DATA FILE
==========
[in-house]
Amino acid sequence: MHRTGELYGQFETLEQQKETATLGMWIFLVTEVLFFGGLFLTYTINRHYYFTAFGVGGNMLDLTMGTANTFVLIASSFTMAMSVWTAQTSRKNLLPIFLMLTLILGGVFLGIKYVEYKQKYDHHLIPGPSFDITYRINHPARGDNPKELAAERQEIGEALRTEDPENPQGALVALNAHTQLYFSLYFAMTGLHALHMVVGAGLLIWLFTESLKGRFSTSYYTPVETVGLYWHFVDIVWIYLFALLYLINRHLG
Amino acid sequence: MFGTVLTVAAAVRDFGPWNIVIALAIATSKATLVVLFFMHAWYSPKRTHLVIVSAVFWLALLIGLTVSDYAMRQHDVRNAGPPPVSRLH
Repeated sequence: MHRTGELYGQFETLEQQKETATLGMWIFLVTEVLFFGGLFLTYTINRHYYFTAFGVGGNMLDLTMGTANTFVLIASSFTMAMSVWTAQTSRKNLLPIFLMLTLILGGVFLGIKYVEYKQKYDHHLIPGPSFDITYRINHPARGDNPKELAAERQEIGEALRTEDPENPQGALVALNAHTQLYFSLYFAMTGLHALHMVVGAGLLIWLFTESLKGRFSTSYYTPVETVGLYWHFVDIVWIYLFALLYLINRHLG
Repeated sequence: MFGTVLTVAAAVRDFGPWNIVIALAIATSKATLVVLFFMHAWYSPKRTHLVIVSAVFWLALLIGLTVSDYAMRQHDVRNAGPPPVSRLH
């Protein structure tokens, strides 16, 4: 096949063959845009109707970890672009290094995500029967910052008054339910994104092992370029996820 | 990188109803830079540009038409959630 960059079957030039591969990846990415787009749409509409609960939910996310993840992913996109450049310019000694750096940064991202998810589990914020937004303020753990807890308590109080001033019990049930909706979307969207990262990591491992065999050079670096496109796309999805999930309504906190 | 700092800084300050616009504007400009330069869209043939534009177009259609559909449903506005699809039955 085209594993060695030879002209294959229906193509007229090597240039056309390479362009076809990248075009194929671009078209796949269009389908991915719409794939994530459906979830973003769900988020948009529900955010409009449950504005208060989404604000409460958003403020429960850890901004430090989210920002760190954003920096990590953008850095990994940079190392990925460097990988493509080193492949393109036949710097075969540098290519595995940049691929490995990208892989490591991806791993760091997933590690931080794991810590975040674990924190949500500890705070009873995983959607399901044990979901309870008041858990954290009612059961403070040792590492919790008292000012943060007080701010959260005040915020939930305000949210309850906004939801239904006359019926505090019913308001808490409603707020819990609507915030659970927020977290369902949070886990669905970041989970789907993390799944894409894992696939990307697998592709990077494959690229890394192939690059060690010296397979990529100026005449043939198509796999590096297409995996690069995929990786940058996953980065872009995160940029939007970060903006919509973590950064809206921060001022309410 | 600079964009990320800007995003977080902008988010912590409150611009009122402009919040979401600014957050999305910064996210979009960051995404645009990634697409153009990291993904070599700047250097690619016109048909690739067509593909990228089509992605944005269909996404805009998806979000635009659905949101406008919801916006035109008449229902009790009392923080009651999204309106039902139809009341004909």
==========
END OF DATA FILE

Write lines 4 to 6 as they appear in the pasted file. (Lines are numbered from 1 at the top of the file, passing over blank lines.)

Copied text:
Repeated sequence: MHRTGELYGQFETLEQQKETATLGMWIFLVTEVLFFGGLFLTYTINRHYYFTAFGVGGNMLDLTMGTANTFVLIASSFTMAMSVWTAQTSRKNLLPIFLMLTLILGGVFLGIKYVEYKQKYDHHLIPGPSFDITYRINHPARGDNPKELAAERQEIGEALRTEDPENPQGALVALNAHTQLYFSLYFAMTGLHALHMVVGAGLLIWLFTESLKGRFSTSYYTPVETVGLYWHFVDIVWIYLFALLYLINRHLG
Repeated sequence: MFGTVLTVAAAVRDFGPWNIVIALAIATSKATLVVLFFMHAWYSPKRTHLVIVSAVFWLALLIGLTVSDYAMRQHDVRNAGPPPVSRLH
């Protein structure tokens, strides 16, 4: 096949063959845009109707970890672009290094995500029967910052008054339910994104092992370029996820 | 990188109803830079540009038409959630 960059079957030039591969990846990415787009749409509409609960939910996310993840992913996109450049310019000694750096940064991202998810589990914020937004303020753990807890308590109080001033019990049930909706979307969207990262990591491992065999050079670096496109796309999805999930309504906190 | 700092800084300050616009504007400009330069869209043939534009177009259609559909449903506005699809039955 085209594993060695030879002209294959229906193509007229090597240039056309390479362009076809990248075009194929671009078209796949269009389908991915719409794939994530459906979830973003769900988020948009529900955010409009449950504005208060989404604000409460958003403020429960850890901004430090989210920002760190954003920096990590953008850095990994940079190392990925460097990988493509080193492949393109036949710097075969540098290519595995940049691929490995990208892989490591991806791993760091997933590690931080794991810590975040674990924190949500500890705070009873995983959607399901044990979901309870008041858990954290009612059961403070040792590492919790008292000012943060007080701010959260005040915020939930305000949210309850906004939801239904006359019926505090019913308001808490409603707020819990609507915030659970927020977290369902949070886990669905970041989970789907993390799944894409894992696939990307697998592709990077494959690229890394192939690059060690010296397979990529100026005449043939198509796999590096297409995996690069995929990786940058996953980065872009995160940029939007970060903006919509973590950064809206921060001022309410 | 600079964009990320800007995003977080902008988010912590409150611009009122402009919040979401600014957050999305910064996210979009960051995404645009990634697409153009990291993904070599700047250097690619016109048909690739067509593909990228089509992605944005269909996404805009998806979000635009659905949101406008919801916006035109008449229902009790009392923080009651999204309106039902139809009341004909």